Some institutions for treating the mentally ill, especially the criminally insane, are still erroneously focused on retribution rather than rehabilitation. The DCEU highlights this with The Caped Crusader’s threat to Lex Luthor. “But that’s not where you’re going. I’ve arranged to have you transferred to Arkham Asylum in Gotham. I still have some friends there. And they’re expecting you.” Arkham Asylum represents every failed or misguided attempt at rehabilitation society has tried on criminals. It is a place that is supposed to be about rehabilitation but focuses instead on retribution.
What if we could remove the criminal’s ability to commit a crime in the first place? Incapacitation places high priority on the safety of victims, the accused, and the condemned. Rather than punishing the criminal or attempting to correct their behavior, incapacitation focuses on making a crime impossible to commit by hindering the would-be criminal’s ability to do so. Notice that a single action may fulfill the goals of several of these models of justice. Imprisonment deters some, retaliated against others, rehabilitates a few, and most certainly incapacitated the imprison d person. The DCEU has a whole slew of incapacitations on display.
The Batman uses a disrupter of some kind to prevent the use of firearms in his warehouse confrontation and while this alone is not total incapacition, it severely limits how those people can commit a crime. Indeed Batman’s entire combat mantra is about incapacitation: disarming, disabling, and decommissioning threats as they appear. Even his use of Kryptonite against Superman and Doomsday utilizes incapacitation. Our Dark Knight isn’t the only one who relies on incapacitation though.
Wonder Woman’s lasso of truth is another such example of incapacitation at work. Steve Trevor and Doomsday are both restrained by the lasso and are thus incapacitated by it. Not so much on Doomsday if you ask Superman though. Even her goal of killing Ares to save mankind, misinformed as it is, is an example of incapacitating a threat. Finally, her belief in love represents a philosophical incapacitation. If love is promoted and indeed takes root, one’s ability to commit crimes against one’s fellow man is greatly diminished.Imprisonments in the DCEU abound, as we learn in Suicide Squad. Even specific imprisonments designed to incapacitate special criminals such as Harley Quinn, Killer Croc, and Diablo are employed. Incapacitation, however, cannot be relied upon every time. Prison breaks happen all the time and sometimes restraint just isn’t possible. Superman, for example, had no way of incapacitating Zod short of permenantly incapacitating him through death. And unlike deterrence, incapacitation is reactionary in nature. Proactive incapacitations are rare and often faulty (airport security checkpoints, for example).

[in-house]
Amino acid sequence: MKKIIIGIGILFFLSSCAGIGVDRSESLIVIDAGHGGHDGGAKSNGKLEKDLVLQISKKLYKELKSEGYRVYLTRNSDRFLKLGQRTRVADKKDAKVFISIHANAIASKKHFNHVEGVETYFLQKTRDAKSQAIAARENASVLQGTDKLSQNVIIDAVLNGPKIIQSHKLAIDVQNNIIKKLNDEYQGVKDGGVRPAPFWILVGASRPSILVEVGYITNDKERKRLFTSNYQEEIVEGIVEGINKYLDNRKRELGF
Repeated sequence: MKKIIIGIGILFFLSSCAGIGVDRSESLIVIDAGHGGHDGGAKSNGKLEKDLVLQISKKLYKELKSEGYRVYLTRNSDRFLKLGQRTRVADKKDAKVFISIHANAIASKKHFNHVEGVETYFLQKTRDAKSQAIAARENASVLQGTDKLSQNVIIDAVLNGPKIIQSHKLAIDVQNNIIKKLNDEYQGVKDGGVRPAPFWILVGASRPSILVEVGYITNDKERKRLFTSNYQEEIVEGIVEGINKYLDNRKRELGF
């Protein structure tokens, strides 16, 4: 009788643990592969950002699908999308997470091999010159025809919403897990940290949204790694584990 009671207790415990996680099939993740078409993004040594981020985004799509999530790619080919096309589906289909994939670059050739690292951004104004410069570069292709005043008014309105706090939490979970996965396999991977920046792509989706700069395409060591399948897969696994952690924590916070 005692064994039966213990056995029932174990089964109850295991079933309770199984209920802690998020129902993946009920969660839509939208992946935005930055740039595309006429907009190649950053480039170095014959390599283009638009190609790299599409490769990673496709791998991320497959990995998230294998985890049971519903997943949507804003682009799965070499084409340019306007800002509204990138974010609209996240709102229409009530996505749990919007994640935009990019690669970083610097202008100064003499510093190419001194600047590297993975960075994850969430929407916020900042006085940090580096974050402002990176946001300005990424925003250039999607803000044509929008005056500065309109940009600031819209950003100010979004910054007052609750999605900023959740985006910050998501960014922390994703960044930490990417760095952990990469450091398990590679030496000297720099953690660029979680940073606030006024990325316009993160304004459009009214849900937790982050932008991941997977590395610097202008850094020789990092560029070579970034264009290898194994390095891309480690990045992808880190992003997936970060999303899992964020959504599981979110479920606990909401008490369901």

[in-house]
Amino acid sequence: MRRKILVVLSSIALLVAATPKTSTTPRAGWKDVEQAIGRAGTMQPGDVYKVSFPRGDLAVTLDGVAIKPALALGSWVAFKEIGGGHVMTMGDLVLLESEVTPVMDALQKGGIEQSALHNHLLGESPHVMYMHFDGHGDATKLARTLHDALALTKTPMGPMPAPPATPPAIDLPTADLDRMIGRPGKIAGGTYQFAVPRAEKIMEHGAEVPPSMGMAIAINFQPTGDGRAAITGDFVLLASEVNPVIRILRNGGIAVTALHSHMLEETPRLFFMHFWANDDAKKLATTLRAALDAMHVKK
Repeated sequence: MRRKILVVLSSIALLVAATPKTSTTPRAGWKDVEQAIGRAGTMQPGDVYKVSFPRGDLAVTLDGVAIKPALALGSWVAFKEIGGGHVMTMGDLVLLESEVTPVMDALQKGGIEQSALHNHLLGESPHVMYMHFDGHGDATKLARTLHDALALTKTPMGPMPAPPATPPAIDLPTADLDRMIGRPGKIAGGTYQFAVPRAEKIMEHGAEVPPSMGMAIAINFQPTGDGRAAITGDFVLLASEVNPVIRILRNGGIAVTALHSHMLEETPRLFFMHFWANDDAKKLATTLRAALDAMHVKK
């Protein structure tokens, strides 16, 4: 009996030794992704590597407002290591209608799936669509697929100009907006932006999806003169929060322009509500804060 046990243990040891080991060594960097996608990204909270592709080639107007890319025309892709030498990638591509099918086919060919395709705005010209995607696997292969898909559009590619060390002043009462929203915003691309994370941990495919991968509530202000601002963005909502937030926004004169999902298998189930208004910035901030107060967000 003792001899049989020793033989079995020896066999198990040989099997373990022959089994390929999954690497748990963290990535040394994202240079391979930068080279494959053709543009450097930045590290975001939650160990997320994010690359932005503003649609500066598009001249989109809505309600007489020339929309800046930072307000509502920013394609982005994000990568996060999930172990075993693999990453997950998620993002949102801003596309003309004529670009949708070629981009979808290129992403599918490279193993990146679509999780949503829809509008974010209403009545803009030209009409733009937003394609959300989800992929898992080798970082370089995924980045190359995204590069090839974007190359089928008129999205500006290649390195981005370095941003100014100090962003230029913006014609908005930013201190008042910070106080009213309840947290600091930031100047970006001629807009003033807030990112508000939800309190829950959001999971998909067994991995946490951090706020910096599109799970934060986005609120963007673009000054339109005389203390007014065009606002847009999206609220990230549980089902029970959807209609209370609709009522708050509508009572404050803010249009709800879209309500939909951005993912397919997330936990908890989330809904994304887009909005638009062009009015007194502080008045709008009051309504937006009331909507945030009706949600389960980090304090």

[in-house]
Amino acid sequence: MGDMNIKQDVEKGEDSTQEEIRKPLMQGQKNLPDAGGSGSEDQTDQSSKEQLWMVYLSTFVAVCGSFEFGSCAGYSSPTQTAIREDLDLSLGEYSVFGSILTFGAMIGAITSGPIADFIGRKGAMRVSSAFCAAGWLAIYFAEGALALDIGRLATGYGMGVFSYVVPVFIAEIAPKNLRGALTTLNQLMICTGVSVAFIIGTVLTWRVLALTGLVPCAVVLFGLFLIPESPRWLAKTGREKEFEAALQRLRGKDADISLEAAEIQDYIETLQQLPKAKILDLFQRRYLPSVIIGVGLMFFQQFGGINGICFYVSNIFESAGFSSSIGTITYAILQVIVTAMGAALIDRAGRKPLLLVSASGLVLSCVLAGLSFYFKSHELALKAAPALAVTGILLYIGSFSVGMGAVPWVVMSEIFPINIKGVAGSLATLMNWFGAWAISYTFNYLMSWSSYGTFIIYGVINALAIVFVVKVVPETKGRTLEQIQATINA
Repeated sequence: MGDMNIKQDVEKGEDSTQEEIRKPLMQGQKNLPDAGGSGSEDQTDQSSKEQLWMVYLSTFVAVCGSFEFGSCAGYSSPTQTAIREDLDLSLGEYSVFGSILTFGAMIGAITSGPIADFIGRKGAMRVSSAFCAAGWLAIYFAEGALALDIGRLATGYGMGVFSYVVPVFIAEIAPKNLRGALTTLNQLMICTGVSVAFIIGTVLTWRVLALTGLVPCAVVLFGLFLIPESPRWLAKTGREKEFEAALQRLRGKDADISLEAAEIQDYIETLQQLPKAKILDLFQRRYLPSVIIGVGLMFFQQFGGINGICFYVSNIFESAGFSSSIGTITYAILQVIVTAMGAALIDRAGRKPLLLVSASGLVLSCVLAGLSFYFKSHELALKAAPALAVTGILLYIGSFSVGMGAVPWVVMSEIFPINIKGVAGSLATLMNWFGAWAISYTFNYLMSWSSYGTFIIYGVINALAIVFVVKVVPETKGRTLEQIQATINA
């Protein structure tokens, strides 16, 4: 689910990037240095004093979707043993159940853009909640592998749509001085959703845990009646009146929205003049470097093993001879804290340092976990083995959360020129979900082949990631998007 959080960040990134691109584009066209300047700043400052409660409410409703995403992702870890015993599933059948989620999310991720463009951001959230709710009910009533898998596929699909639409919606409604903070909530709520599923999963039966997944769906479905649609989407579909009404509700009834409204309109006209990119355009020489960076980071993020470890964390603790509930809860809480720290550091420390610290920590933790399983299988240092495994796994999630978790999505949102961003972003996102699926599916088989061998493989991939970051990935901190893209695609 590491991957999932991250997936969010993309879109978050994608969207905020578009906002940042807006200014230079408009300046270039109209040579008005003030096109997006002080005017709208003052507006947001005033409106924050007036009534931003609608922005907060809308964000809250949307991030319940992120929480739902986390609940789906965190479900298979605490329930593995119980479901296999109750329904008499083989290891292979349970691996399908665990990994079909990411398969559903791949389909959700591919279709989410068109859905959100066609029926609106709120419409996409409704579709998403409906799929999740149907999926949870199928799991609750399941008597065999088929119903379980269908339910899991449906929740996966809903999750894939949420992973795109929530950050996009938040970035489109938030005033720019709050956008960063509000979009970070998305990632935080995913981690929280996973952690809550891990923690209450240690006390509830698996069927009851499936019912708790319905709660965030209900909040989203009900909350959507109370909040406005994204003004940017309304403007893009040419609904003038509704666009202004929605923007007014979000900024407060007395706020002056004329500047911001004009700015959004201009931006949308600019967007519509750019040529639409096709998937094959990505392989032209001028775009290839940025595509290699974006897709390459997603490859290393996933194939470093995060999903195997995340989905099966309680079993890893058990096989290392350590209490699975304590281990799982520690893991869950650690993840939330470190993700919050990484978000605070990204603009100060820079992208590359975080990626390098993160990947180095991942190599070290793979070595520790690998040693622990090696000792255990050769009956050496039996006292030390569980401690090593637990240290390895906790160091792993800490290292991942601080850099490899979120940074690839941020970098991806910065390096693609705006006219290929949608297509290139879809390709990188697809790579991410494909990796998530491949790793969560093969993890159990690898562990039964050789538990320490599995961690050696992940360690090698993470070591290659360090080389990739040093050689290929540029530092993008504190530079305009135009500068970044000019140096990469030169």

Do criminals owe a debt to their victims or to society at large? How do they repay that debt? The justice model of Reparation is about criminals and offenders paying some sort of restitution to either the victim or society at large. In the real world we can see this demonstrated through fines, court settlements, or money paid out in a lawsuit. We can also see this in compulsory labor that has been and, depending on where you are, still is expected of prisoners (and much of the time it is uncompensated labor). The DCEU presents us with a compelling and amoral form of reparation justice however: Task Force X.